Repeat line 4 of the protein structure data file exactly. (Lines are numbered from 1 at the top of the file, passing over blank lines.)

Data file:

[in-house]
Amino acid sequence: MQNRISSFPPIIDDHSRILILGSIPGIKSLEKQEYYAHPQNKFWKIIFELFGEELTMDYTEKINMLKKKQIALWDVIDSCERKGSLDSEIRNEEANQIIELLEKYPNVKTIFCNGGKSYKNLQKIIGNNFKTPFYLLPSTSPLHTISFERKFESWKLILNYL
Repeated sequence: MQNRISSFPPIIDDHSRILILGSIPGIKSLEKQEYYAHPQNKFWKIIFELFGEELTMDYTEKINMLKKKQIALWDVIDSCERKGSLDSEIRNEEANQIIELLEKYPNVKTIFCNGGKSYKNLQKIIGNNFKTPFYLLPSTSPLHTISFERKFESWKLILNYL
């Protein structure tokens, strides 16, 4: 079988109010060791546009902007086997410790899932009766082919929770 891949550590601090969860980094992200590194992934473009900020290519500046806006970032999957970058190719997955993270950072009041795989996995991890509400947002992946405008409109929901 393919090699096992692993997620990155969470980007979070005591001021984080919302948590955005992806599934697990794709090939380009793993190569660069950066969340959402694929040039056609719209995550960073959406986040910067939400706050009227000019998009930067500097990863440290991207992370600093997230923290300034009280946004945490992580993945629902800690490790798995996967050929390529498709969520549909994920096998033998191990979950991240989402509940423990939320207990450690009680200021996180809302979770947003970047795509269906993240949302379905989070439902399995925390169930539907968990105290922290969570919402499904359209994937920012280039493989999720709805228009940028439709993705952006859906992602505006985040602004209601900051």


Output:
């Protein structure tokens, strides 16, 4: 079988109010060791546009902007086997410790899932009766082919929770 891949550590601090969860980094992200590194992934473009900020290519500046806006970032999957970058190719997955993270950072009041795989996995991890509400947002992946405008409109929901 393919090699096992692993997620990155969470980007979070005591001021984080919302948590955005992806599934697990794709090939380009793993190569660069950066969340959402694929040039056609719209995550960073959406986040910067939400706050009227000019998009930067500097990863440290991207992370600093997230923290300034009280946004945490992580993945629902800690490790798995996967050929390529498709969520549909994920096998033998191990979950991240989402509940423990939320207990450690009680200021996180809302979770947003970047795509269906993240949302379905989070439902399995925390169930539907968990105290922290969570919402499904359209994937920012280039493989999720709805228009940028439709993705952006859906992602505006985040602004209601900051």